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Metallurgical and Materials Transactions A

, Volume 50, Issue 1, pp 257–270 | Cite as

Entrapped Oxide Formation in the Friction Stir Weld (FSW) Process

  • Judy SchneiderEmail author
  • Poshou Chen
  • Arthur C. NunesJr.
Article
  • 70 Downloads

Abstract

The ultimate design values for a friction stir weld (FSW) are not based on the average strength, but the lowest strength or outlier. Thus, the robustness of the process could be ultimately increased by understanding and minimizing the sources of data scatter within the mechanical properties of a FSW panel. Internal voids are known to result in reduced strength, but are detectable using non-destructive evaluation (NDE). Other metallurgical discontinuities, such as internal oxides, are difficult to detect using NDE and are often blamed for random variations in the mechanical properties of FSWs. Current efforts to minimize internal oxides within a FSW nugget focus on cleaning of the workpiece surfaces prior to the FSW. This study proposes that internal oxides within FSW interiors may occur during the process and not from a redistribution of native oxides on the workpiece surfaces as commonly cited. Typical temperatures during FSWing of aluminum and its alloys are reported to be in the range of 0.7 to 0.9 the absolute melting temperature. At the upper limit of this range, the expected temperature is above 500 °C where the oxidation rate of aluminum changes from self-limiting parabolic to linear. At these temperatures, entrained air could enhance the oxidization of the freshly sheared surfaces and become trapped. In this study, a series of intentionally “hot” FSWs were made in three different thickness panels of AA2219 (0.95, 1.27, and 1.56 cm) at two different weld pitches. Microstructures from the as-welded FSW nugget showed thickened grain boundary regions. Cracks were observed in transverse sections of the FSW nugget after tensile tests. Electron microscopy found evidence of eutectic structures along grain boundaries. At the expected FSW temperatures, the eutectic temperature of 548 °C could be exceeded thereby causing localized melting. Thus in addition to oxidation of the freshly sheared surfaces, exposure of molten metal to air would also promote formation of internal oxides. Results from this study will assist in a better understanding of strength outliers in FSWs and provide methodology for minimizing their occurrence.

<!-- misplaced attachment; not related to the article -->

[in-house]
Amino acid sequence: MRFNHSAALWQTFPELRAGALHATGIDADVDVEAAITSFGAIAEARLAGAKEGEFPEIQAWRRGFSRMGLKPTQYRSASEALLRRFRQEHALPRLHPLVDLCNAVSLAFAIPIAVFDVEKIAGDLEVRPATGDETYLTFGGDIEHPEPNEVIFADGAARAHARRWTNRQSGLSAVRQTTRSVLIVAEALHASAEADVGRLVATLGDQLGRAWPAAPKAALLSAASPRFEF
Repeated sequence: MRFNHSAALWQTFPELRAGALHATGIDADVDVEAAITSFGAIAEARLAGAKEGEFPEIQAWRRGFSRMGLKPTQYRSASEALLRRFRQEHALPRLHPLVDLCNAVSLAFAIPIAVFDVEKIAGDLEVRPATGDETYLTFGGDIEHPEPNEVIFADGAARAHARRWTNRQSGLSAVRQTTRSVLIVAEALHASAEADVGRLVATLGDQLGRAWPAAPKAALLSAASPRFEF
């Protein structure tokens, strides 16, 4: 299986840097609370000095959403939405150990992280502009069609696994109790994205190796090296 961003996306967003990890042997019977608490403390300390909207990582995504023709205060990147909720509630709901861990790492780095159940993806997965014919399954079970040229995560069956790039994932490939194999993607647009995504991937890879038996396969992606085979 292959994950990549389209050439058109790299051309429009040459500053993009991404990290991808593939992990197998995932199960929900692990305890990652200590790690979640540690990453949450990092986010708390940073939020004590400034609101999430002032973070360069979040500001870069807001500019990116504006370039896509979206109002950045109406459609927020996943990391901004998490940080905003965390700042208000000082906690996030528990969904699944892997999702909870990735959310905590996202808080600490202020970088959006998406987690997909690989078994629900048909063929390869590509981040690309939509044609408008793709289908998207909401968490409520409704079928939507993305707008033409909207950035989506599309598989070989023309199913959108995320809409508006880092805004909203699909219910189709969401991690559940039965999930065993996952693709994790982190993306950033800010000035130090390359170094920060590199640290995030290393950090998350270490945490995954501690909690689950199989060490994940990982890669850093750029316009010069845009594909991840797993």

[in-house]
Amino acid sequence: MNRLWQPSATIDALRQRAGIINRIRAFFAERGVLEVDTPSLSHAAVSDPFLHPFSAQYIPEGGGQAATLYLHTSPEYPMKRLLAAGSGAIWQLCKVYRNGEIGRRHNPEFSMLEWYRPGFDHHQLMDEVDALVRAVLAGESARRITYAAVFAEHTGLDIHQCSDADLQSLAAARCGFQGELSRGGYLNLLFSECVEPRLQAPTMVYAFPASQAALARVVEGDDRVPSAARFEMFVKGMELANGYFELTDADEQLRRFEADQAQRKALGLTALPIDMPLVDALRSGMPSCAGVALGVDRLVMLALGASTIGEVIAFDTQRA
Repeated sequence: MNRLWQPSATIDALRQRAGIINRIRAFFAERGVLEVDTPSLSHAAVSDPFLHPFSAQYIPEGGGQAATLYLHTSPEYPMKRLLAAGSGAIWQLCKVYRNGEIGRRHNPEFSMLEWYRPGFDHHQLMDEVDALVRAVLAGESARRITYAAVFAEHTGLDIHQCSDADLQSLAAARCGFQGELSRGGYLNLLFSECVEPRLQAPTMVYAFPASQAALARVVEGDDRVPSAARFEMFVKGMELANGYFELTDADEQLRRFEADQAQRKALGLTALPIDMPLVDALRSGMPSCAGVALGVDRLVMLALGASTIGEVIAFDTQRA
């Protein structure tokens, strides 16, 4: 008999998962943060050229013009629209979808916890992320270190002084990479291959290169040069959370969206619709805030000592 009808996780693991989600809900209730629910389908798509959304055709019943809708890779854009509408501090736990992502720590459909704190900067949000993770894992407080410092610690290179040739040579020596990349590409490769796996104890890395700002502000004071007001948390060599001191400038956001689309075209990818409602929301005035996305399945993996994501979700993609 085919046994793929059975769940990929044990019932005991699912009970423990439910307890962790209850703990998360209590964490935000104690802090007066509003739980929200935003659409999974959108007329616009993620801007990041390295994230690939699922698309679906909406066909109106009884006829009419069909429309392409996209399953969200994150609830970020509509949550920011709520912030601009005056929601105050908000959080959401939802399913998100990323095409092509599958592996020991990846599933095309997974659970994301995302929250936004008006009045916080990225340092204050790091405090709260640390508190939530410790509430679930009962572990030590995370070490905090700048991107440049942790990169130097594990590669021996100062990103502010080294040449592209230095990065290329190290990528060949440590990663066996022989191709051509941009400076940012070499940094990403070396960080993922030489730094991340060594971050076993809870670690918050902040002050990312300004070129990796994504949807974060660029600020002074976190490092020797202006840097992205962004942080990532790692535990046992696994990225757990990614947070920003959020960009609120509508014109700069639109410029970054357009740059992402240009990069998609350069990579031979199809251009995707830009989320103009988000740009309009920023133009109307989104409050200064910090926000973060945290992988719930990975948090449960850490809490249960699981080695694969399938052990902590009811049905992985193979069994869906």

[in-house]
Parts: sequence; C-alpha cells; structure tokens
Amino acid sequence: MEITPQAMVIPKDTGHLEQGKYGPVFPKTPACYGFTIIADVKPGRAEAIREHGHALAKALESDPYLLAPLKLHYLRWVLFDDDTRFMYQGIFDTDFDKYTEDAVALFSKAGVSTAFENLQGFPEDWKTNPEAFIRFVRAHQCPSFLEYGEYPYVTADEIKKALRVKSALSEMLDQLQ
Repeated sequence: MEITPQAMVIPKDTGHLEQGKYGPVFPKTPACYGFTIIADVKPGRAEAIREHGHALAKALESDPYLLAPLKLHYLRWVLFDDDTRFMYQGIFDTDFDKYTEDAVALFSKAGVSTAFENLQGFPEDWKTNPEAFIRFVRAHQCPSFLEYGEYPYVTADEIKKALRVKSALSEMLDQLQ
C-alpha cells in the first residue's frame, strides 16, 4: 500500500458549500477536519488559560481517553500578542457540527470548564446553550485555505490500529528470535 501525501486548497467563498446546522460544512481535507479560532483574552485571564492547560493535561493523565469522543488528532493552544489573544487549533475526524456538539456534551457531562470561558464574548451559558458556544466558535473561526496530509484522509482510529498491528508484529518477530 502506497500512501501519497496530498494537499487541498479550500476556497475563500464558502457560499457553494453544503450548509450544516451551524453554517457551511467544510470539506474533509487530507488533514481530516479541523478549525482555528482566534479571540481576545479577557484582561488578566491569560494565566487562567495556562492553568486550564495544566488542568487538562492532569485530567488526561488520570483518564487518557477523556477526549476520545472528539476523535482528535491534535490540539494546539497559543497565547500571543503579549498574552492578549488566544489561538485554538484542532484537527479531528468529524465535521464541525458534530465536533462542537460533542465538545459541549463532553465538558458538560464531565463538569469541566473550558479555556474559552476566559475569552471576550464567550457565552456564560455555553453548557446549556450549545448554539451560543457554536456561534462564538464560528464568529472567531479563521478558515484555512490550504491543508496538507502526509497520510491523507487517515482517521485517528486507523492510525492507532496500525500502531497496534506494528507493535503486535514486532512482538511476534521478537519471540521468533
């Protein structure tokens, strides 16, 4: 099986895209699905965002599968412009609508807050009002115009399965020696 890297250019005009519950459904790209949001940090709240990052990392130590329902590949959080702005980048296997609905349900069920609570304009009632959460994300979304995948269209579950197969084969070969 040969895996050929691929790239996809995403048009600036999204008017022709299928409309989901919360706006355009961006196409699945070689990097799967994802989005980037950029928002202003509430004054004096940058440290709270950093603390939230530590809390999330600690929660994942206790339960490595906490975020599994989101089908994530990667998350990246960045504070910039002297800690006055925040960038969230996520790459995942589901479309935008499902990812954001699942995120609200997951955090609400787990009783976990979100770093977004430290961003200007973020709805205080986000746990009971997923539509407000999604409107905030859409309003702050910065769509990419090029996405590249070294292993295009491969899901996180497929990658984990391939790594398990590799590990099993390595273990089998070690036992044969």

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Copyright information

© The Minerals, Metals & Materials Society and ASM International 2018

Authors and Affiliations

  • Judy Schneider
    • 1
    Email author
  • Poshou Chen
    • 2
  • Arthur C. NunesJr.
    • 3
  1. 1.University of Alabama in HuntsvilleHuntsvilleUSA
  2. 2.Jacobs ESSSTMarshall Space Flight CenterHuntsvilleUSA
  3. 3.Marshall Space Flight CenterHuntsvilleUSA

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